Your warm-and-fuzzy news of the day

Since I’m rather fond of cats, this news gave me a warm fuzzy feeling.

Philadelphia’s Animal Care and Control Team established the [Working Cats] program about four years ago to place unadoptable cats — the biters and the skittish, the swatters and the ones that won’t use a litter box — into jobs as mousers at barns or stables.

The shelter recently expanded the program to move cats that were less-than-ideal pets into urban jobs at places like factories and warehouses as a sort of green pest control. The animals are microchipped, vaccinated and free of charge.

. . .

At Bella Vista Beer Distributors, mice were gnawing on bags of chips overnight, leaving a mess and forcing staffers to throw out about 15 bags a day, owner Jordan Fetfatzes said.

They tried exterminators, but nothing worked. An employee found ACCT’s program online, and Fetfatzes eventually decided on Gary, a white male with one blue eye and one green that had “behavioral issues.” Gary wasn’t accustomed to people and would hiss from the crate. At first, Gary would stay in the office and would only go into the warehouse after hours.

As the weeks passed, he warmed up to workers and customers, and has transformed into a sweet, playful mascot with free rein of the store.

“My only complaint is sometimes he gets in the way of a transaction,” said Fetfatzes, who describes himself as a “dog guy” who’s turned in to a cat lover thanks to Gary.

Neighborhood kids come in just to say hi to him, and he loves to play soccer with a worker who balls up cash register tape and kicks it around as Gary bats at it.

As for the mice, they vanished, seemingly repelled by Gary’s scent, Fetfatzes said.

“You’re not only saving your business money, you are helping save the life of an unwanted pet,” he said. “And in this case, we made a friend.”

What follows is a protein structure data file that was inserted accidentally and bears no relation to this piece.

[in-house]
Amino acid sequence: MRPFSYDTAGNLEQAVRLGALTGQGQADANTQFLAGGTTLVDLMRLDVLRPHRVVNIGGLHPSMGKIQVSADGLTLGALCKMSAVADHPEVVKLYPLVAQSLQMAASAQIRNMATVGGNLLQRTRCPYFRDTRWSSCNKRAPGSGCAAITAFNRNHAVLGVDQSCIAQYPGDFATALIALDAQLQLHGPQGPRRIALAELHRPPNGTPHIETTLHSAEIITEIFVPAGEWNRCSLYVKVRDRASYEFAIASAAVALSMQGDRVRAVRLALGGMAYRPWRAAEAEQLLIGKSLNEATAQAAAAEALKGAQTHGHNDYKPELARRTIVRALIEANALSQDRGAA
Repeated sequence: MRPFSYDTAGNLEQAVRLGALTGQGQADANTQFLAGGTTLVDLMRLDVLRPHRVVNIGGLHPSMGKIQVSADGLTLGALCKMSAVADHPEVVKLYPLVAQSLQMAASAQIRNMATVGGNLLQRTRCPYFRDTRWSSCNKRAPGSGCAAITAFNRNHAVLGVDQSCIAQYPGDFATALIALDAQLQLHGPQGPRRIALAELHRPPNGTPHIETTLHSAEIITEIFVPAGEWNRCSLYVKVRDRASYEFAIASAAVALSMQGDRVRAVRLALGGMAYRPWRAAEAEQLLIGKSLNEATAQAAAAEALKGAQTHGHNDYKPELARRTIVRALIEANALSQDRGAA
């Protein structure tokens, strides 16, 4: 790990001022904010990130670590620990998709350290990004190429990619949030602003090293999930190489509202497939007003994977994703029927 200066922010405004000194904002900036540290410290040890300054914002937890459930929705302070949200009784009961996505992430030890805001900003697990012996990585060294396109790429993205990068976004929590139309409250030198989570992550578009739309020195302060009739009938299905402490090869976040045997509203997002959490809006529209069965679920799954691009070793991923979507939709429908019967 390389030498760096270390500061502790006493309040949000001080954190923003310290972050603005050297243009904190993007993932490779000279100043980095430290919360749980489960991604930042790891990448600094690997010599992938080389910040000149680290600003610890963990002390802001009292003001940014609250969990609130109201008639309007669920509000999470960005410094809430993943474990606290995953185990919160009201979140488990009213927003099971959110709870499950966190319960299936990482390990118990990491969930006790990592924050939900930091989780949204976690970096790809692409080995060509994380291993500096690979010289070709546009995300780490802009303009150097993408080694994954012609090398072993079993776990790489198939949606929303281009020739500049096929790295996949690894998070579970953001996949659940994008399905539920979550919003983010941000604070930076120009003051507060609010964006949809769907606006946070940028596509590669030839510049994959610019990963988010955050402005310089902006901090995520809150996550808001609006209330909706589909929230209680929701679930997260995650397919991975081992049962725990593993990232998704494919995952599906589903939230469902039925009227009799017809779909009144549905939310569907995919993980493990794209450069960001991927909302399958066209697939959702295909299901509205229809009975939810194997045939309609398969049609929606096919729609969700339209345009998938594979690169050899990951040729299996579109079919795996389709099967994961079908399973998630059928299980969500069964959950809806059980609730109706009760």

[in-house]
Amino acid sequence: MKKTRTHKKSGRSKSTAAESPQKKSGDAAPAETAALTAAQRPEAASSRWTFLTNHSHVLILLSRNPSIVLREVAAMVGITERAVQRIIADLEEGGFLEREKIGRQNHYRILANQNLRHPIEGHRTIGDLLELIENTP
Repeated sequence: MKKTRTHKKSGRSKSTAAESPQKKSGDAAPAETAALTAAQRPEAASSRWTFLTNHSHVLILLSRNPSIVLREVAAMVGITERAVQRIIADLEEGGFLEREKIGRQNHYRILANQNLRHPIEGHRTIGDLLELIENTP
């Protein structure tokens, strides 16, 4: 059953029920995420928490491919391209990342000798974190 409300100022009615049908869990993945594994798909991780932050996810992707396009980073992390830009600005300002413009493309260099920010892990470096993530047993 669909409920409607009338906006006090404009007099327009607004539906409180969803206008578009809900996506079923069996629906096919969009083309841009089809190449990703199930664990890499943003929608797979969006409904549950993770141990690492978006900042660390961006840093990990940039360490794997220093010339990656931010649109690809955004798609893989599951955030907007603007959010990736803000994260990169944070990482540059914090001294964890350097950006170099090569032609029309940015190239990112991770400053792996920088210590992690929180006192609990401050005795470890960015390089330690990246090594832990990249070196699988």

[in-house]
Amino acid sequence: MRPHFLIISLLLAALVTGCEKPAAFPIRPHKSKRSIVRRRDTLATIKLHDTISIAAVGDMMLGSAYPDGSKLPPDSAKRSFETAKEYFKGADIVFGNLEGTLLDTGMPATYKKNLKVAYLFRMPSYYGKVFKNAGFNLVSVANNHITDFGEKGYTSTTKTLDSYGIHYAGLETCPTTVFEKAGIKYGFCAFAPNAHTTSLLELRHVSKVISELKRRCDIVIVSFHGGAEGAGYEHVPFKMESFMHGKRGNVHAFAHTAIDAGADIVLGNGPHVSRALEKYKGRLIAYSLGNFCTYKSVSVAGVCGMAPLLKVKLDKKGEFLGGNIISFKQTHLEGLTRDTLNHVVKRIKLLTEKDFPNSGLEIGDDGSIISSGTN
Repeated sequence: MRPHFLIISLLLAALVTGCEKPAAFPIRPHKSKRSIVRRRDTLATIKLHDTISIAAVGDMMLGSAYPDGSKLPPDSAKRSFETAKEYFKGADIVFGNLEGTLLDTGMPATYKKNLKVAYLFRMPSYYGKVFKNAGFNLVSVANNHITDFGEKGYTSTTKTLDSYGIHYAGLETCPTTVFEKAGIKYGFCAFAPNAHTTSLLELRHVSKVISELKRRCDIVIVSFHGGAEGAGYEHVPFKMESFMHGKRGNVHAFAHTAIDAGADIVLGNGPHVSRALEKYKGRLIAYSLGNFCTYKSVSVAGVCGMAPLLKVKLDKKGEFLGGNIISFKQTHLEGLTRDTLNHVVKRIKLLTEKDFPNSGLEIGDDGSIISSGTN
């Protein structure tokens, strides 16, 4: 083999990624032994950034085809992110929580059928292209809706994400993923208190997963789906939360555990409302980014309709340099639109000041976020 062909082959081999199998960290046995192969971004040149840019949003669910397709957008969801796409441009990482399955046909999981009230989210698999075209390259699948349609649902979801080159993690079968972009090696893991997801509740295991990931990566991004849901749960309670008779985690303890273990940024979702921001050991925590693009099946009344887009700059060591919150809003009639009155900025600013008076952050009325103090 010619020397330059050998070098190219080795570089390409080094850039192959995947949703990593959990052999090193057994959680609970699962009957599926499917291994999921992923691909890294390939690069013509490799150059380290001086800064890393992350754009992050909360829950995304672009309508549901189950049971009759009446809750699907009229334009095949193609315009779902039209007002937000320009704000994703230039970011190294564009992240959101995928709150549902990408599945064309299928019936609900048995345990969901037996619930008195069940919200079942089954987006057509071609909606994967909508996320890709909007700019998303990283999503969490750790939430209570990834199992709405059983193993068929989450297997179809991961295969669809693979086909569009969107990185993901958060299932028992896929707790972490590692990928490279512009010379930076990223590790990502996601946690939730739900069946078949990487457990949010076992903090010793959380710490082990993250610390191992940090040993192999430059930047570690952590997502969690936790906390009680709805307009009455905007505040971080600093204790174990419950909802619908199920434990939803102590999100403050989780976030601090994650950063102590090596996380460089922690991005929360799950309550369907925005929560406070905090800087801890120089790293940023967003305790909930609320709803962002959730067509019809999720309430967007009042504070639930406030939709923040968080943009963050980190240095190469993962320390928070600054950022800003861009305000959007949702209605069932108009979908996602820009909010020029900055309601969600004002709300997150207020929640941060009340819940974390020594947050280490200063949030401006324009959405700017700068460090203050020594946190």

There’s more at the link.

Feral cats – particularly urban ones – live pretty miserably, a lot of the time.  It’s nice to see them get a second chance at a better life.

If your local animal shelter or control office doesn’t have a program like this, why not send them a link to the article, and suggest that they consider establishing their own version?



  1. +1 on feral cats.

    Our last adoption was a big grey Tabby who was rescued from a trailer park. Wonderful animal who won't even consider going outside anymore. 🙂


  2. Our local shelter has what they call the "barn cat" program for precisely the same reason. This is a fairly rural area, and they are able to successfully place 96% of the animals that come in the door, including ferals. We even import animals from the south and from Puerto Rico and find them homes.

    I don't know how many other shelters do this as of yet, but I hope the concept is growing fast.

  3. *heart melts* Awwwwwww…that's just frigging awesome. I needed to hear a story like this, right about now. Thanks Mr. Grant. 🙂

    ditto on the "hope the concept is growing fast" point.

  4. There are some feral cats that will NEVER adapt to being around people.
    But most cats are VERY adaptable….if allowed to do the adapting in
    their own way and on their own time schedule. The wife and I have adopted
    more than one "rescue from the woodpile" and they have….after the necessary
    time frame….become VERY loving animals.

  5. Our local shelter was hesitant to give out feral cats as barn cats.
    The lady who I buy hay from had to jump thru hoops to get hers EXCEPT for Bojangles. They could not wait to give up this old boy.

    Bojangles fits right in, get's along with the two rescued pit bulls and does world class mice, field rat and occasional squirrel removal.

    I never had to go the adoption route as strays just seem to claim our barn as their own. They do seem to calm down even to the dog. They get shots, flea prevention and "fixed". Coyotes pick off the stupid or overly brave ones.


  6. A good mouser cat is the best pest control possible. Got a outdoor cat when a relative passed away when I was a kid, and never saw a hint of rodent residency for the rest of his life.
    My dad bought an old house in Marin County in the late 80s, and got a rescue from the pound, who proceeded to eradicate any and all rodents from the premises.

    No poison, no traps. Just some shots and a couple bowls of food and water.

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